PJ's Monarch Waystation a place to grow, learn

By ANTHONY SPAULDING
Director of Communications
Pope John XXIII Regional High School
anthonyspaulding@popejohn.org

SPARTA — Tucked into right side of the building at Pope John XXIII Regional High School is a garden.

It’s no ordinary garden that the school had installed by landscapers.

It is a Monarch Waystation, built by past Pope John students, and it is now springing into action.

This year, Mrs. Dunbar’s Environmental Science classes have been able to examine the numerous plants, flowers and insects — mainly monarch butterflies — that have developed in the crescent-shaped waystation right next door to her classroom.

“We got a pretty cool experience with this,” Pope John senior Alexander Martinez-Partida said Wednesday. “Not too many schools have this type of garden, so it’s amazing that we are starting to see things and we can show to everyone.”

The idea of a Monarch Waystation first came to Mrs. Dunbar back in the fall of 2014 when she read a story in the New Jersey Herald about the decline of monarch butterflies. After reading it, Mrs. Dunbar started kicking around the possibility of having an area to produce Monarch butterflies.

Luckily for her, Mrs. Dunbar got some good news.

“The administration said, ‘We can do this,’” Mrs. Dunbar said. “I had always wanted to use the area, but they were saving it to develop this area for future use. So when they said we had enough land to put in a conservation garden, I was excited.”

After getting approval, Mrs. Dunbar, along with her students in her Environmental Science classes at the time, the Environmental Club and the Green Team, started the long process of building this Monarch Waystation. A Monarch Waystation is an area that provides “resources necessary for monarchs to produce successive generations and sustain their migration,” according to MonarchWatch.org

They built up the beds using topsoil, garden soil, manure and other organic products. They also brought in the proper plants and flowers they needed to help build up the habitat.

Once it was built up, the waiting game began to see if any larva, bugs or other insects would develop.

Then, all of a sudden at the beginning of August of this year, a monarch butterfly came to the waystation. Mrs. Dunbar couldn’t believe this happened when she saw it.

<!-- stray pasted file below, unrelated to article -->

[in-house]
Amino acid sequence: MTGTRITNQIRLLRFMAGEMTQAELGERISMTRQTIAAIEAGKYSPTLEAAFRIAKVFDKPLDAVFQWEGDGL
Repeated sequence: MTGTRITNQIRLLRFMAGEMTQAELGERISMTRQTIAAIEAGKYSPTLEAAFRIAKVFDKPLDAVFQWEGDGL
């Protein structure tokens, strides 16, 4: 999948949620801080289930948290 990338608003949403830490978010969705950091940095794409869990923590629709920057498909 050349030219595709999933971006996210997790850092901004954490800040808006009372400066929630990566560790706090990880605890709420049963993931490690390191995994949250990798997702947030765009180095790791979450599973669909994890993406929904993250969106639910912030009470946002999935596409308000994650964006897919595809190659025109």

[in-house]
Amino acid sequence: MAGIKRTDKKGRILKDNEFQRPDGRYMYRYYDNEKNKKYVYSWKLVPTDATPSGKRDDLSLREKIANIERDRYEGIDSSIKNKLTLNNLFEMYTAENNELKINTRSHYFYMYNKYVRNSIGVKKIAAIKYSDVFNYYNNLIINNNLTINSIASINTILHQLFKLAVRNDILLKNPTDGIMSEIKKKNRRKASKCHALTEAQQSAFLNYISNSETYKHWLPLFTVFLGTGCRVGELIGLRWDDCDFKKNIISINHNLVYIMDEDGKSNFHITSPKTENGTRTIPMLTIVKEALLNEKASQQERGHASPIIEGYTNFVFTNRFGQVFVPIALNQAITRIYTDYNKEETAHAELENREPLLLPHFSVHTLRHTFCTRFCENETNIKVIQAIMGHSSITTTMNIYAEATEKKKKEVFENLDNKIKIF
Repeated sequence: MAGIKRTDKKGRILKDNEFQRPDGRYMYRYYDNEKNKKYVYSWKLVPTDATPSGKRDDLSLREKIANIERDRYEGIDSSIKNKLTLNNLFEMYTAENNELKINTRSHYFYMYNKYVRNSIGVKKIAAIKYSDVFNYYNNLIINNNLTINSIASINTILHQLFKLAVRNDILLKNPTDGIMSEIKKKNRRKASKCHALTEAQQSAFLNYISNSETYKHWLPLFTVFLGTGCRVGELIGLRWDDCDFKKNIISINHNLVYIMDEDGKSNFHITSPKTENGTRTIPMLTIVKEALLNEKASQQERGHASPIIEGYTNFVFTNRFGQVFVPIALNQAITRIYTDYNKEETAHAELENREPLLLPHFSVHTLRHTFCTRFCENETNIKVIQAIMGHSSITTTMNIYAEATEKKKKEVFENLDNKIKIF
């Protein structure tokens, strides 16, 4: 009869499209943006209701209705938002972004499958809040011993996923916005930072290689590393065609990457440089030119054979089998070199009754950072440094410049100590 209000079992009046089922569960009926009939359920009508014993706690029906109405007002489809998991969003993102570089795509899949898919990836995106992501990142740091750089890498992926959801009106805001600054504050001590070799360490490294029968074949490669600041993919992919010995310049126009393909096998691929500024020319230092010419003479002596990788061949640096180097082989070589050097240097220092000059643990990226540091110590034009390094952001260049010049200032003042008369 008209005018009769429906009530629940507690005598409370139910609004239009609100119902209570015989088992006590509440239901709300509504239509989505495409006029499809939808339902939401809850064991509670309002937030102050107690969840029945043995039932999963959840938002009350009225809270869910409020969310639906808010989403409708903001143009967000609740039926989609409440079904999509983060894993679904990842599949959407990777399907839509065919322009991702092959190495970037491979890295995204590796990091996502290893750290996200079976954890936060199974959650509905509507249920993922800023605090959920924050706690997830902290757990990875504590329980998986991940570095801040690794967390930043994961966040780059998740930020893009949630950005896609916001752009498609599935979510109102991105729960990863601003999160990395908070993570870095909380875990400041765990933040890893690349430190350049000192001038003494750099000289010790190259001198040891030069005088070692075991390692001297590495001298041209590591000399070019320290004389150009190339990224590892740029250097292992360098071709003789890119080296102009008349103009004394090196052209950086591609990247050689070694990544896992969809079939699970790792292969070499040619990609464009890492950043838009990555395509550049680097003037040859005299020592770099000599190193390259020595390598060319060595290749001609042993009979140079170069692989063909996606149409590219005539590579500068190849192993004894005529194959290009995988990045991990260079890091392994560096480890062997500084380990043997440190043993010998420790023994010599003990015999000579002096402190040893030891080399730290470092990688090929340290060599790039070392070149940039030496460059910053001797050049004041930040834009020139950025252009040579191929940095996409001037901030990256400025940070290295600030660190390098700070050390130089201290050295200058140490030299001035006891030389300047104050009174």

“I was so excited,” Mrs. Dunbar said. “Right away, I took a picture of it. I sent it everyone in the Science department and told them that a monarch finally came to us after three and a half years.”

Since the sighting, the Monarch butterfly has left the area, but Mrs. Dunbar’s senior and junior students in her Environmental Science classes have found three caterpillars. Martinez-Partida was thrilled about it because he is also a member of the Environmental Club and has been following the development of the waystation for the last two years.

“We’ve been trying to build it up to have this happen,” Martinez-Partida said. “Now that we are having caterpillars show up, it’s been great and seeing everyone’s reaction to them is priceless.”

Then there are students like senior Catalina Aranda, who saw the waystation for the first time this year and were amazed by what they saw.

“It’s interesting how many things we have brought in,” Pope John senior Catalina Aranda said. “I walked by it everyday and thought it was just a plain garden.

Martinez-Partida and Aranda also loved how they were able to get a hands-on experience with it during their class.

“It’s very interactive,” Aranda said. “It’s cool to see how everything blossomed and use an app on our iPad to learn about each plant, bug and species in it.”

“Being able to use this garden with all of the technology we have is the coolest thing ever,” Martinez-Partida added.

Moreover, they look forward to maintaining this waystation so future Pope John students can see all of the organisms, especially the monarch butterfly, live in it. 

“I feel like we are all going to get personal with it,” Aranda said. “There are a lot of cool things in there. We want to protect them, take good care of it and show the future generations how great this is.”

Published Print